In our case, the predisposing factor was vegetative material injury similar to the above case. There were no associated ocular co-morbidities. It is known that fungus is a weak opportunistic pathogen and remains as an endophyte on vegetative matter. These spores may have gained entry into the cornea following trauma. Although we did not perform a sensitivity profile to various antifungals, the infection responded to our routine first line therapy of topical 5% natamycin and oral ketoconazole. A compromised ocular surface owing to bullous keratopathy, prolonged prior use of topical steroids, and less frequent dosing of topical antifungals may have caused the slow and suboptimal clinical response seen with Pestalotiopsis clavispora keratitis.[8]

The fungus grew in culture, but morphological identification was difficult, hence, DNA sequencing was done for our patient's isolate which clustered with Pseudopestalotiopsis theae. Molecular diagnosis is increasingly being used to identify rare species of pathogenic fungi.[2]

  Conclusion Top

In conclusion, Pseudopestalotiopsis keratitis is extremely rare and occurs following trauma with vegetative matter. Good response to topical antifungals was noted in the absence of other ocular pathology. DNA sequencing is an important tool in identification of rare fungi.


Authors thank Dr. R. Jayasudha for her help with the phylogenetic analysis.

Declaration of patient consent

The authors certify that they have obtained all appropriate patient consent forms. In the form the patient(s) has/have given his/her/their consent for his/her/their images and other clinical information to be reported in the journal. The patients understand that their names and initials will not be published and due efforts will be made to conceal their identity, but anonymity cannot be guaranteed.

Financial disclosure


Financial support and sponsorship

This work was supported by Hyderabad Eye Research Foundation.

Conflicts of interest

There are no conflicts of interest.

  References Top

Gopinathan U, Sharma S, Garg P, Rao GN. Review of epidemiological features, microbiological diagnosis and treatment outcome of microbial keratitis: Experience of over a decade. Indian J Ophthalmol 2009;57:273-9.  Back to cited text no. 1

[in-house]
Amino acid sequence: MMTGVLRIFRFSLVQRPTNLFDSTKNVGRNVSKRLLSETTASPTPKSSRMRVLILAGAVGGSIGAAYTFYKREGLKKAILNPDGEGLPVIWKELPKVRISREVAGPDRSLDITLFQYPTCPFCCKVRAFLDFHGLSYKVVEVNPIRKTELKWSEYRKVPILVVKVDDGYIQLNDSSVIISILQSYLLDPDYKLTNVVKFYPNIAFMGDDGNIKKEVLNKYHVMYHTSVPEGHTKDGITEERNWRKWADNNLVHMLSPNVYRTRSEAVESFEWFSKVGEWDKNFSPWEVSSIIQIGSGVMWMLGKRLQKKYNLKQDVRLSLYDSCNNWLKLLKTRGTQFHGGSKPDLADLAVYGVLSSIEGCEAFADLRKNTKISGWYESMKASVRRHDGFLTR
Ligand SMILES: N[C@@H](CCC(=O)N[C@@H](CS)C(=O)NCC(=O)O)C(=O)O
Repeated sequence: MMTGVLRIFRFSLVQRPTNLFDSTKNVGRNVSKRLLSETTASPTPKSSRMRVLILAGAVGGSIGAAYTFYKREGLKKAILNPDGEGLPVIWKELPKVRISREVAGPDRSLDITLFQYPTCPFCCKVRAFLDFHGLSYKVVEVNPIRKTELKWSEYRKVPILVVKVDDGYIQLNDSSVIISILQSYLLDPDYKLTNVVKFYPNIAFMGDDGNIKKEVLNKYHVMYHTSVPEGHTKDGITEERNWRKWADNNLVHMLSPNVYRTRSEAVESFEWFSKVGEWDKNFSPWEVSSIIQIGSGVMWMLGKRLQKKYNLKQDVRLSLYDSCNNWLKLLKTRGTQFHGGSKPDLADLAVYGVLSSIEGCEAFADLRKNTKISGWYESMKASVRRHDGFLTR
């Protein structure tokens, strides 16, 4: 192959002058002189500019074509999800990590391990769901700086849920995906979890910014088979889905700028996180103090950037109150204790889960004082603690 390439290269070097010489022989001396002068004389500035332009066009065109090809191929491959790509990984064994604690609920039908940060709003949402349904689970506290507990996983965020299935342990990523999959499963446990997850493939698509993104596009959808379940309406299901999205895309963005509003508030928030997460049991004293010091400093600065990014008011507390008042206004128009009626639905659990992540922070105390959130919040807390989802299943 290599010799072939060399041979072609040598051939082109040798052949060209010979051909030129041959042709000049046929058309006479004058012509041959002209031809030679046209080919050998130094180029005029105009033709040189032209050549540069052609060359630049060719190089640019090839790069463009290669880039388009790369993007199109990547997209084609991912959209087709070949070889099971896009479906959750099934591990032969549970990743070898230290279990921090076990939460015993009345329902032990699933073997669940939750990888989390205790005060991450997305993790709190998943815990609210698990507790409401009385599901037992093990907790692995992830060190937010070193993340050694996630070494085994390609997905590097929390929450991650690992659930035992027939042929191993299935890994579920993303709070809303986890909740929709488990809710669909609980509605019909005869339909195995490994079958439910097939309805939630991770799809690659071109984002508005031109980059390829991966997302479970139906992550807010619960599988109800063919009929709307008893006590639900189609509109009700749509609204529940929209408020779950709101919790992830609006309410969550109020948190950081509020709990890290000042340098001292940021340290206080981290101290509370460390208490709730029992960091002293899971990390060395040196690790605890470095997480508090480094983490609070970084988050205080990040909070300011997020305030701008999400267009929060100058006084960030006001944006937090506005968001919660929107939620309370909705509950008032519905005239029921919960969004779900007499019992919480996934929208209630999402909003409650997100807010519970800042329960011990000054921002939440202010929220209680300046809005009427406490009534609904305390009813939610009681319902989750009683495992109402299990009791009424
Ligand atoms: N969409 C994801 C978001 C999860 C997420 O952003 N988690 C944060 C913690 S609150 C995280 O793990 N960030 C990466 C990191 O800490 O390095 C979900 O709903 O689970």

[PUBMED]  [Full text]  
Kozel TR, Wickes B. Fungal diagnostics. Cold Spring Harb Prospect Med 2014;4:a109299.  Back to cited text no. 2
Maharachchikumbura SSN, Guo LD, Chukeatirote E, Bahkali AH, Hyder KD. Pestalotiopsis-morphology, phylogeny, diversity and biochemistry. Fungal Diversity 2011;50:167-87.  Back to cited text no. 3
Tarai B, Gupta A, Ray P, Shivaprakash MR, Chakrabarti A. Polymerase chain reaction for early diagnosis of post operative fungal endophthalmitis. Indian J Med Res 2006;123:671-8.  Back to cited text no. 4
White TJ, Bruns T, Lee S, Taylor J. Amplification and direct sequencing of fungal ribosomal RNA genes for phylogenetics. In: Innis MA, Gelfand DH, Sninsky JJ, White TJ, editors. PCR Protocols: A Guide to Methods and Applications. NewYork: Academic Press, Inc.; 1990. p. 315–22.  Back to cited text no. 5
Yang XL, Zhang JZ, Luo DQ. The taxonomy, biology and chemistry of the fungal Pestalotiopsis genus. Nat Prod Rep 2012;29:622-41.  Back to cited text no. 6
Maharachchikumbura SSN, Hyde KD, Gorenewald JZ, Xu J, Crous PW. Pestalotiopsis revisited. Stud Mycol 2014;79:121-86.  Back to cited text no. 7
Monden Y, Yamamoto S, Yamakawa R, Sunada A, Asari S, Makimura K, et al. First case of fungal keratitis caused by Pestalotiopsis clavispora. Clin Ophthalmol 2013;7:2261-4.  Back to cited text no. 8


  [Figure 1], [Figure 2]

This article has been cited by
1 The Spectrum of Microbial Keratitis: An Updated Review
Christopher Bartimote, John Foster, Stephanie Watson
The Open Ophthalmology Journal. 2019; 13(1): 100
[Pubmed] | [DOI]


    Similar in PUBMED
   Search Pubmed for
   Search in Google Scholar for
 Related articles
    Access Statistics
    Email Alert *
    Add to My List *
* Registration required (free)  

  In this article
Case Report
Case Report
Article Figures

 Article Access Statistics
    PDF Downloaded201    
    Comments [Add]    
    Cited by others 1    

Recommend this journal